They need to read.

They need TIME to read.

They need to TALK about what they read.

They need TIME to TALK about what they read.

It’s all about READING.

I am not (necessarily) such an old fuddy duddy that I think it has to be books, as such. Yeah, yeah, you can widen the text all you like. Give me a tourist leaflet at the age of seven and I will show you the man…

It’s the tourist leaflets at the age of 16 that worry me.

So what if the kids aren’t interested. Widen their minds. There is so much utter tosh out there for people to read. Utter tosh. Why not pick some stuff that… isn’t utter tosh?

Ah, yes, but you need to keep it accessible or they won’t be interested.

To keep everything accessible and interesting may allow for a jolly old time, but will the children learn anything? Have their minds stretched? Learn NEW concepts beyond the ones they already know?

The young people should be challenged in their reading to the point of failure with every text. And they should be reading far more than they are. Far more.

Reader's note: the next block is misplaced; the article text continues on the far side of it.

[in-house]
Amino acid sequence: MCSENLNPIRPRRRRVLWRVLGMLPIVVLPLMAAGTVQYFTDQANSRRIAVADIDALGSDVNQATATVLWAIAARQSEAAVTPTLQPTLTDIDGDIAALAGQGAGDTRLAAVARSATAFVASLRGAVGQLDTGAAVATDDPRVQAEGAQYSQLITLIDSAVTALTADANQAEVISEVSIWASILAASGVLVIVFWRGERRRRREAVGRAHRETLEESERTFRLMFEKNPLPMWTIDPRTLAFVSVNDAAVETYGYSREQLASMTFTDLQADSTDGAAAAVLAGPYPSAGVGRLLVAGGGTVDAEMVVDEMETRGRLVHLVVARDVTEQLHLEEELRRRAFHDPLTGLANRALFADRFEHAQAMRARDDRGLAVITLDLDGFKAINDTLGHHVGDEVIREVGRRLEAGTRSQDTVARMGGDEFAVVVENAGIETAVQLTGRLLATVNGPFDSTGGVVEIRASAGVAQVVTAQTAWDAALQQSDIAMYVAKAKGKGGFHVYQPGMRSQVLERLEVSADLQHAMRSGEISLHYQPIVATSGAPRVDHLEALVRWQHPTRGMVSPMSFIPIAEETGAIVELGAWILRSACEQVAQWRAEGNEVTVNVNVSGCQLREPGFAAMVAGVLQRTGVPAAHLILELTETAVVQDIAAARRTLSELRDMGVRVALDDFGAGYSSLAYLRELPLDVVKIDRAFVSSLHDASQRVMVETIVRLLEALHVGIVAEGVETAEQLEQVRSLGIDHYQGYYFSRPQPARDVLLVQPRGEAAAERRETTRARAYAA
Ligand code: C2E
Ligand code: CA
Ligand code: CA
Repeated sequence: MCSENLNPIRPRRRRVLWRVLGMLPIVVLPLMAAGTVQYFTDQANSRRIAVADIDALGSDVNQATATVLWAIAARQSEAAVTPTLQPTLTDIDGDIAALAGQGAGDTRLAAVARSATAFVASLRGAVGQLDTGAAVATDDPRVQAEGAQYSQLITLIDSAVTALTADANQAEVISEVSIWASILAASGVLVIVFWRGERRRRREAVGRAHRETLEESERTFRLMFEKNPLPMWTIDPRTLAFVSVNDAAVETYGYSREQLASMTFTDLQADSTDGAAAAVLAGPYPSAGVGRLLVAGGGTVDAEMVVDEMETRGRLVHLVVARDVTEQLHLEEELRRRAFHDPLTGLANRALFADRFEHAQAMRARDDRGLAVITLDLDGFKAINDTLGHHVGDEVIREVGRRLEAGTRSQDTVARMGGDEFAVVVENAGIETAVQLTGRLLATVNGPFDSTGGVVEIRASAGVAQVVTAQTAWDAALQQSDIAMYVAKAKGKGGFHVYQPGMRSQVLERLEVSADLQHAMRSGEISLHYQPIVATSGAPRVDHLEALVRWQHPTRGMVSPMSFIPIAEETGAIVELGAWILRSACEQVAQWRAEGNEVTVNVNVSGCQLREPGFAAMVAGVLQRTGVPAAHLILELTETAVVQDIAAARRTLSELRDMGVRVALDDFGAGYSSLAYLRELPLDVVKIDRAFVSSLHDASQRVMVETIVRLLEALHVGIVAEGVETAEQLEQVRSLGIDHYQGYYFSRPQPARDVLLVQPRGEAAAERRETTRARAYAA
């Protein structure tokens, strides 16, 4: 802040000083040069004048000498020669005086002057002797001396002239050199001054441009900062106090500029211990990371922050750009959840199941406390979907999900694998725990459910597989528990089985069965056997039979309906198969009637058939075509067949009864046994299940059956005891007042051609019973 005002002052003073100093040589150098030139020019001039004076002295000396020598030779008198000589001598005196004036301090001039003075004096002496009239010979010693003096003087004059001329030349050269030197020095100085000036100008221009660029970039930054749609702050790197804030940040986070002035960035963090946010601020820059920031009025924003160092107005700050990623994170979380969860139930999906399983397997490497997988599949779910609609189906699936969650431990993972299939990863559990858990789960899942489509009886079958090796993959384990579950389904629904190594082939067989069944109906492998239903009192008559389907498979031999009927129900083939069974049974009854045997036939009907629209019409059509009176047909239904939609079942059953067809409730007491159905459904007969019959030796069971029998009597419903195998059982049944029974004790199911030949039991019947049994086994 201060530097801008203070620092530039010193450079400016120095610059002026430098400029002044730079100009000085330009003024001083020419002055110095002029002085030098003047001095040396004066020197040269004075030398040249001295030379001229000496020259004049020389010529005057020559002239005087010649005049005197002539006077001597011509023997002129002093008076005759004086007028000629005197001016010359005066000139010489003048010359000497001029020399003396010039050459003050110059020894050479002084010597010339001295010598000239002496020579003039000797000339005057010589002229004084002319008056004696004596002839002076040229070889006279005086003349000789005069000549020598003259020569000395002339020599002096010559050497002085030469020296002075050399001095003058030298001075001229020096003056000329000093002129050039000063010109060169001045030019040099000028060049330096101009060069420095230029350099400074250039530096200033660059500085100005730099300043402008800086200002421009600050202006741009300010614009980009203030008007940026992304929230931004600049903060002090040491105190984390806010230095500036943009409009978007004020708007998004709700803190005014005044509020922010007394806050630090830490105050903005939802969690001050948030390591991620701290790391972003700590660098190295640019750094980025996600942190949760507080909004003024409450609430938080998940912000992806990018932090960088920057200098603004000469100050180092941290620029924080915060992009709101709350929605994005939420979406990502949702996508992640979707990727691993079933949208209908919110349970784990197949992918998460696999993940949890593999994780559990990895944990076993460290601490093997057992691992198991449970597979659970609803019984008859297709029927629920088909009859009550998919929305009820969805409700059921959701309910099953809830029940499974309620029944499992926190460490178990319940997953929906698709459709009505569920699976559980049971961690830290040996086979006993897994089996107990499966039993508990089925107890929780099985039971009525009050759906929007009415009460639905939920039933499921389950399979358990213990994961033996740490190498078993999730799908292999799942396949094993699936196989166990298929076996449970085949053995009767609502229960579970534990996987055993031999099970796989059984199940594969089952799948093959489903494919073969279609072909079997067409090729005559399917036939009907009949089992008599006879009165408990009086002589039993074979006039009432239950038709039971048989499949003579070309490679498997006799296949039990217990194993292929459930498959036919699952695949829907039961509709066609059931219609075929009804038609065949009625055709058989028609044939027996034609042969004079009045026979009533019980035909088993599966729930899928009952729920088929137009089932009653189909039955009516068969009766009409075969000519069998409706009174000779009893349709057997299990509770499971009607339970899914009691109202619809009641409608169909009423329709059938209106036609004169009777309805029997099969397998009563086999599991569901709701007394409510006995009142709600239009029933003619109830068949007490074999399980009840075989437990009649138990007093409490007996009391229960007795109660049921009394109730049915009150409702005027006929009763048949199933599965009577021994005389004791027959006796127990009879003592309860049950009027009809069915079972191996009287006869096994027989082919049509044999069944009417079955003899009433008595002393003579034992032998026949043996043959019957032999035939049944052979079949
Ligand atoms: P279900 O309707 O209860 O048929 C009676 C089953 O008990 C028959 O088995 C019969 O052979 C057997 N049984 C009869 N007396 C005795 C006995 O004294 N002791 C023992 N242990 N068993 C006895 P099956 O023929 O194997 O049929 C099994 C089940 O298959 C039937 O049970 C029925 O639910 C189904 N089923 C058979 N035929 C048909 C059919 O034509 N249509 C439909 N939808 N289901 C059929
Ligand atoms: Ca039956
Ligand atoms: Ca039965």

I’m feeling all dystopian now. In H.G. Wells’s “The Time Machine” all the books in the future are disintegrating and all the knowledge is lost:

“The brown and charred rags that hung from the sides of it, I presently recognized as the decaying vestiges of books. They had long since dropped to pieces, and every semblance of print had left them. But here and there were warped boards and cracked metallic clasps that told the tale well enough. Had I been a literary man I might, perhaps, have moralized upon the futility of all ambition. But as it was, the thing that struck me with keenest force was the enormous waste of labour to which this somber wilderness of rotting paper testified.”

We are living through this very revolution, but luckily the Kindle and other e-readers are preventing catastrophe, for now. But what are our equivalents of the “warped boards” and “cracked metallic clasps” that tell our “tale well enough”?

When everyone is thoroughly glaikit, wandering the land with their certificate of attendance and their feeling of confidence so carefully fostered by the education system… will someone somewhere suddenly realise the meaning of benign neglect?

Post Navigation


Get every new post delivered to your Inbox.

Join 434 other followers